Thanks for your help.

            Marty


          • Peter Klein
            Yup, putting pre-cut sections of L-tape on a slippery backing (office labels, address lables) is a great idea! Ever try to get L-tape off the roll when the
            Message 5 of 11 , Jun 18, 2013
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              Yup, putting pre-cut sections of L-tape on a slippery backing (office labels, address
              lables) is a great idea!  Ever try to get L-tape off the roll when the temp is in the
              20's??

              I use it on my heels a preventative care.  Nothing special.  Just be sure your skin
              is dry before you apply it.  Might want to round off the corners of the tape to keep
              them from coming loose.  With the backing, that becomes much easier.

              With regular showering, the tape will stay on for 3-4 days.  

              Pete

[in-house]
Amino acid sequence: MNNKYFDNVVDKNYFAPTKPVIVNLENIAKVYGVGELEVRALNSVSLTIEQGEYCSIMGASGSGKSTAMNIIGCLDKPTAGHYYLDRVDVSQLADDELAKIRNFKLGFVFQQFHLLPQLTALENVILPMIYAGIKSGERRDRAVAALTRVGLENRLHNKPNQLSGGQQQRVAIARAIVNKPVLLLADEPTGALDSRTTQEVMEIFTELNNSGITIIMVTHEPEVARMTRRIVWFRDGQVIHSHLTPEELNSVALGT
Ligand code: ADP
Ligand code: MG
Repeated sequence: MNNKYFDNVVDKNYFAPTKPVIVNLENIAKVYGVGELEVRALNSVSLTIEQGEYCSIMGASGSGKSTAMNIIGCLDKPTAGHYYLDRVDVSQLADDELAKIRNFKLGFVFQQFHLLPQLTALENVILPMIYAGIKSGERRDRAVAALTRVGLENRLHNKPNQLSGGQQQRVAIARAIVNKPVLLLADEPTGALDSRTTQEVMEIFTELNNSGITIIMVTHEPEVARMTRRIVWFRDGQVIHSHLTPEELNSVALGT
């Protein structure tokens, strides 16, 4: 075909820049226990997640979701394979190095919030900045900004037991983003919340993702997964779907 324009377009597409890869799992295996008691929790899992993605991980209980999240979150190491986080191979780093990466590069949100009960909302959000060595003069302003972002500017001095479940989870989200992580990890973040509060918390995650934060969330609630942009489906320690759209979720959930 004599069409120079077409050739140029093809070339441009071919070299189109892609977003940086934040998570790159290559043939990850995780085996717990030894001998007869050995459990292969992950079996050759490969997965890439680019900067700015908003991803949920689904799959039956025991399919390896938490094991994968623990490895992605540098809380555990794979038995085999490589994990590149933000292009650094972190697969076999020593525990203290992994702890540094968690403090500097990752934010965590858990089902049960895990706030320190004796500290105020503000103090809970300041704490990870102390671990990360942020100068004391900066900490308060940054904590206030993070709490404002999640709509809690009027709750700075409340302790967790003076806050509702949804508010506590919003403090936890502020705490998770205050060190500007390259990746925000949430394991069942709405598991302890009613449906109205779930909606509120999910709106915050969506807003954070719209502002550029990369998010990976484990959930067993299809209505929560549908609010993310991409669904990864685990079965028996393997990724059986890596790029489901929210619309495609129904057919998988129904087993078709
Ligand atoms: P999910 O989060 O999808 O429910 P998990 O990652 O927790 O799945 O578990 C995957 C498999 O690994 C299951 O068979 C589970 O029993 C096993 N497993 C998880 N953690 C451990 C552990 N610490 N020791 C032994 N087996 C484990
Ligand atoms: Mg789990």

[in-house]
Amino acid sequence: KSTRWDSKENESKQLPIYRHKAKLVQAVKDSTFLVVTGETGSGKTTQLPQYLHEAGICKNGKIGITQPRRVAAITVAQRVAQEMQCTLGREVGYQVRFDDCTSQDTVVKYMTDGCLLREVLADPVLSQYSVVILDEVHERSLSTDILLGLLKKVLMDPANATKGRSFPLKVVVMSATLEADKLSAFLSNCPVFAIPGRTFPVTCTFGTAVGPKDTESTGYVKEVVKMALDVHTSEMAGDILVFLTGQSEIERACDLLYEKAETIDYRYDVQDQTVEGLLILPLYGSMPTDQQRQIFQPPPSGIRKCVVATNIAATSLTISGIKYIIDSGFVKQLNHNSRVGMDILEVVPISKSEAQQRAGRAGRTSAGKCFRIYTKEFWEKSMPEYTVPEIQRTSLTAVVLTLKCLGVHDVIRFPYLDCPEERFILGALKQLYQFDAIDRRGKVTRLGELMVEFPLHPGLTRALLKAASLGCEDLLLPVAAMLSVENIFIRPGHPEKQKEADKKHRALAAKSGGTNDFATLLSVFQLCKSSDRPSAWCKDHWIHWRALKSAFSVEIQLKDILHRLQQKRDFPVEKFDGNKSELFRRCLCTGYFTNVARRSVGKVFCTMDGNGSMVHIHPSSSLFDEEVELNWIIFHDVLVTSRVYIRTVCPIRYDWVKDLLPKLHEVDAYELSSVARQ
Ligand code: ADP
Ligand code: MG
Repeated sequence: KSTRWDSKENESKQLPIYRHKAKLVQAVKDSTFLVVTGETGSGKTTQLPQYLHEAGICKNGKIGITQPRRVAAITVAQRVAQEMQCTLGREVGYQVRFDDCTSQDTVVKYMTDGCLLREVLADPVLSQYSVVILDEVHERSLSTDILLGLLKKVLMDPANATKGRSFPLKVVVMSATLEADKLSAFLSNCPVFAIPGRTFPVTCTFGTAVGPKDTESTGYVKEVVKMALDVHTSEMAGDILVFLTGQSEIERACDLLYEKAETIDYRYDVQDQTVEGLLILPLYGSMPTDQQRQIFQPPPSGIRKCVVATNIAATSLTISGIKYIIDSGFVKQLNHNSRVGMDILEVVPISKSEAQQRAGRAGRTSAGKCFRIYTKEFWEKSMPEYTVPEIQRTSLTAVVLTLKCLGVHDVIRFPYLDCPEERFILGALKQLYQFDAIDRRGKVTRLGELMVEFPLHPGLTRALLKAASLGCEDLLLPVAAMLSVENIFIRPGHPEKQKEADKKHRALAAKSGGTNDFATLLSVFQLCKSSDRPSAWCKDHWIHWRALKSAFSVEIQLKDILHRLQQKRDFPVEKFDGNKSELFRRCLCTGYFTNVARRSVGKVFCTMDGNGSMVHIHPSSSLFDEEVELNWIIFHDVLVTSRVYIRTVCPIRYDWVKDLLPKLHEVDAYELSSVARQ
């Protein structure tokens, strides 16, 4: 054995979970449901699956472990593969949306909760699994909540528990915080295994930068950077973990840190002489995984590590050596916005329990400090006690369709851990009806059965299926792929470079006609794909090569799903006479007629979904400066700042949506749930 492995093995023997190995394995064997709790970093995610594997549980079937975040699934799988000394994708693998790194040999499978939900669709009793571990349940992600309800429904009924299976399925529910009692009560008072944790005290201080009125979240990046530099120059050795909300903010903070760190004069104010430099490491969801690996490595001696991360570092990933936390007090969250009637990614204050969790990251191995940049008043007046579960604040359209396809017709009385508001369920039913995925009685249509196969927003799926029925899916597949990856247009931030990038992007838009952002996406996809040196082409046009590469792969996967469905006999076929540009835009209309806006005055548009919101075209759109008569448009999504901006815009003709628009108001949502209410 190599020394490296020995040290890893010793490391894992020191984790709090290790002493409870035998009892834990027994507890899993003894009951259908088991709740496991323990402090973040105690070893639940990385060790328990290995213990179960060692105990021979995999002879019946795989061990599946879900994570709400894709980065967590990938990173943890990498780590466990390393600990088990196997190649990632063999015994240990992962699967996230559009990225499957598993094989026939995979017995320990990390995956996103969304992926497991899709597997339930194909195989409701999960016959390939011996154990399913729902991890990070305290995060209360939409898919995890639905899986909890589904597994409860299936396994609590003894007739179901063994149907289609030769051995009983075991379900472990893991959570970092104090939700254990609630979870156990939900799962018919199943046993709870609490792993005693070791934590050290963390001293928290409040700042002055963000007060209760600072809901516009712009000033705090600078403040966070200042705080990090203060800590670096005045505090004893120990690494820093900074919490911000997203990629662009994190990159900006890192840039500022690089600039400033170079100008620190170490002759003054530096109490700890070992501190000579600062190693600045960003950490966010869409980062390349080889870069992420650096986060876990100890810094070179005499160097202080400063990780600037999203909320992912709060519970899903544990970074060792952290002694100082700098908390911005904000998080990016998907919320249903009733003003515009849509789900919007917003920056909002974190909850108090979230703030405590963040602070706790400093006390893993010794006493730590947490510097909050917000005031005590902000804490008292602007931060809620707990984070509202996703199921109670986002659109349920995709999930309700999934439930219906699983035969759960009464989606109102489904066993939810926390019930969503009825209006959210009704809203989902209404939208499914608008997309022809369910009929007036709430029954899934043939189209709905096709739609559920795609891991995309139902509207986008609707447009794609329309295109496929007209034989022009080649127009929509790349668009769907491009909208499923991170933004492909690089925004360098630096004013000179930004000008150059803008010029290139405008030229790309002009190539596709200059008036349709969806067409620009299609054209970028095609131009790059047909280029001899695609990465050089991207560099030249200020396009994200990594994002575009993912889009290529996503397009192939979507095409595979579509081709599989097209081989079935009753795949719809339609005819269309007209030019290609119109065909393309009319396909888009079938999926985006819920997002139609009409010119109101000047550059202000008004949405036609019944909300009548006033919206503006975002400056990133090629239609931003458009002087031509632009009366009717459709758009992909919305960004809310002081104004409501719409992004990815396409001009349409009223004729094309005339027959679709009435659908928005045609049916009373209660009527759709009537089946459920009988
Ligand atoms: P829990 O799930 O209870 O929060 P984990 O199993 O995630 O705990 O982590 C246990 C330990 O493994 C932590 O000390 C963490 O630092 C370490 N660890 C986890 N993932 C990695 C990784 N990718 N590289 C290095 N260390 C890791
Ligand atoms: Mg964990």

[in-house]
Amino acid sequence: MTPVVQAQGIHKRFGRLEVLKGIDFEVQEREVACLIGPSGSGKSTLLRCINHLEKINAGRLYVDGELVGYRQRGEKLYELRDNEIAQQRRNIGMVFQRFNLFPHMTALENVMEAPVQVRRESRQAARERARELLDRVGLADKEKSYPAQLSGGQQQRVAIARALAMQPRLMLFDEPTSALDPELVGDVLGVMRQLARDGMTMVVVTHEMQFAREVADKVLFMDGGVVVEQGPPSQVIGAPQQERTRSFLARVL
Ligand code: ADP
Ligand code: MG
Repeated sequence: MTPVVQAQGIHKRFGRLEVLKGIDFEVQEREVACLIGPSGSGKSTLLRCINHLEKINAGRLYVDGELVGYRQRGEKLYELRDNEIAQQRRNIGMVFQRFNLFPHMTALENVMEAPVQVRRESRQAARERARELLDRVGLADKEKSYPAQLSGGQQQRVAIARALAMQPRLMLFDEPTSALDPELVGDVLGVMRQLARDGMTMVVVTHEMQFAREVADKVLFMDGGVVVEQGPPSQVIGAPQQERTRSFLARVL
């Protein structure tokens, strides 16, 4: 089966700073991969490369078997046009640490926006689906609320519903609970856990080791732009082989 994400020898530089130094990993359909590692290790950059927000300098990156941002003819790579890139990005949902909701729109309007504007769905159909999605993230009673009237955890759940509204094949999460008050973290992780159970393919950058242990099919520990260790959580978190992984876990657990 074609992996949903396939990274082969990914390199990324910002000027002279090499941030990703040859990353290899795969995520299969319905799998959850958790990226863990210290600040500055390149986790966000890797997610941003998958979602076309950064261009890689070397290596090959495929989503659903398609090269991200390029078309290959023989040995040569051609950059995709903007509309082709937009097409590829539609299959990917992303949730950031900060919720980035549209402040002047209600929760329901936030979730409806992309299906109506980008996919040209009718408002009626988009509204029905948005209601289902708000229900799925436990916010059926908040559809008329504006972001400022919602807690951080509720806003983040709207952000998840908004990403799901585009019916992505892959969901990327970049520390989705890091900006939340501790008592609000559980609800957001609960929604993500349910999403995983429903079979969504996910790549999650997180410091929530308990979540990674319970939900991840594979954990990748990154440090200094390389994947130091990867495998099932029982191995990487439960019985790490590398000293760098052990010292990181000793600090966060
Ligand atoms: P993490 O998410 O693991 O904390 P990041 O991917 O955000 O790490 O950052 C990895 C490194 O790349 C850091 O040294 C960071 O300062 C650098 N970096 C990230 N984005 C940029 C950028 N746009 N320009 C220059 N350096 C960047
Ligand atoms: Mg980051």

• Sierracanon
              I have really large bunions, and those almost always get blisters. I started using Leukotape this year, and it really works great. It sticks really well, and
              Message 6 of 11 , Jun 18, 2013
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                I have really large bunions, and those almost always get blisters. I started using Leukotape this year, and it really works great. It sticks really well, and I've had it sometimes last a couple of days between changes. I've found it works best if the area where you are putting is really clean. And last three trips... no blisters.

                --- In johnmuirtrail@yahoogroups.com, "martypicco" <marty@...> wrote:
                >
                > Hi blister experts,
                >
                > I have had problems with blisters on my heels repeatedly, so I've heeded some advice from this group and purchased tincture of bezoin and leukotape, planning to proactively tape my heels before I start (in about a week).
                >
                > Having never used this stuff before, I'm a bit nervous about its "once it's on, it's on" property. In particular, since it is not flexible tape and I would like to cover a significant portion of my heel, I'm wondering if there is a specific technique/pattern to be followed that will allow the skin on the back of the heel to flex properly. For example, when taping should the foot be in a neutral position, or tilted fully forward/back, etc? I'd hate to create a problem while attempting to avoid one.